While the Amazon burns, Brazil’s indigenous peoples rise up

As people around the world pray for Amazonia, indigenous Brazilians are taking action for social and environmental justice.

Originally published at wagingnonviolence.org on September 17, 2019.

Free Land Camp is the main and largest annual assembly of indigenous leaders coming from the five regions of Brazil. (Greenpeace)

Making the invisible visible

There are approximately 800,000 indigenous people in Brazil. Although they make up less than one percent of the Brazilian population, there are 305 ethnic groups and 274 unique languages among them. Most live in the Amazon region, where they have found the resources and conditions needed to sustain their way of life for generations. Some tribes still have no contact with modern society.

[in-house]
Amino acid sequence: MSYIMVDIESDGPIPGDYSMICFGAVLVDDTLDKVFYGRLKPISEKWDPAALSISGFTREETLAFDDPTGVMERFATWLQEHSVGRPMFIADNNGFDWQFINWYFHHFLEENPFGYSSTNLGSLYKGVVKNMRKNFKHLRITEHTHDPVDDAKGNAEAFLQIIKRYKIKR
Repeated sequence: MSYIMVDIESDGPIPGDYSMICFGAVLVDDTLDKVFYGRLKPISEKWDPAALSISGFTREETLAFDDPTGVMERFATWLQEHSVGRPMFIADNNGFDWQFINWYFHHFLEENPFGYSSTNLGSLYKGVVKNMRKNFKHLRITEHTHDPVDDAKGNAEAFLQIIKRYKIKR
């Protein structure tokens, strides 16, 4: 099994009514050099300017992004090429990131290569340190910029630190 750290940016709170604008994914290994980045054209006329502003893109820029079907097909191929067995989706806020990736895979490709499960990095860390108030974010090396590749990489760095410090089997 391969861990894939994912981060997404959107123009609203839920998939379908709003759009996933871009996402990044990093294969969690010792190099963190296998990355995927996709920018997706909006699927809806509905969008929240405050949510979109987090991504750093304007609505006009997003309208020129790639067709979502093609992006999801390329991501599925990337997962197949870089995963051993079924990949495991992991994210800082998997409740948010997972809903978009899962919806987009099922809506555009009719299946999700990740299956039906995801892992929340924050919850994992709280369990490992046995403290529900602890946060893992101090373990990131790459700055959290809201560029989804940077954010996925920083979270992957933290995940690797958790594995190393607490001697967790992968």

An indigenous woman protests in front of the National Congress in Brazil’s capital during Free Land Camp in 2017. (Agência Brasil/José Cruz)

Changing roles, changing rules

Since the beginning of this year, illegal mining has exploded in the Yanomami indigenous territory, in the Brazilian Amazon, where tribal leaders have reported the presence of more than 10,000 illegal miners on their land. It is the largest invasion since the land was demarcated in 1992, which the Yanomami people have exclusive use of according to the law.

Defending the defenders

From 2005 to 2012, deforestation rates in the Brazilian Amazon dropped by about 70 percent, thanks to effective environmental policies and zero-deforestation commitments adopted in the country by the government and corporations. However, these strategies haven’t been maintained and the situation has been worsening in recent years.

Global sustainability researcher. Writing about the controversial relationships among People, Nature, and Economy.

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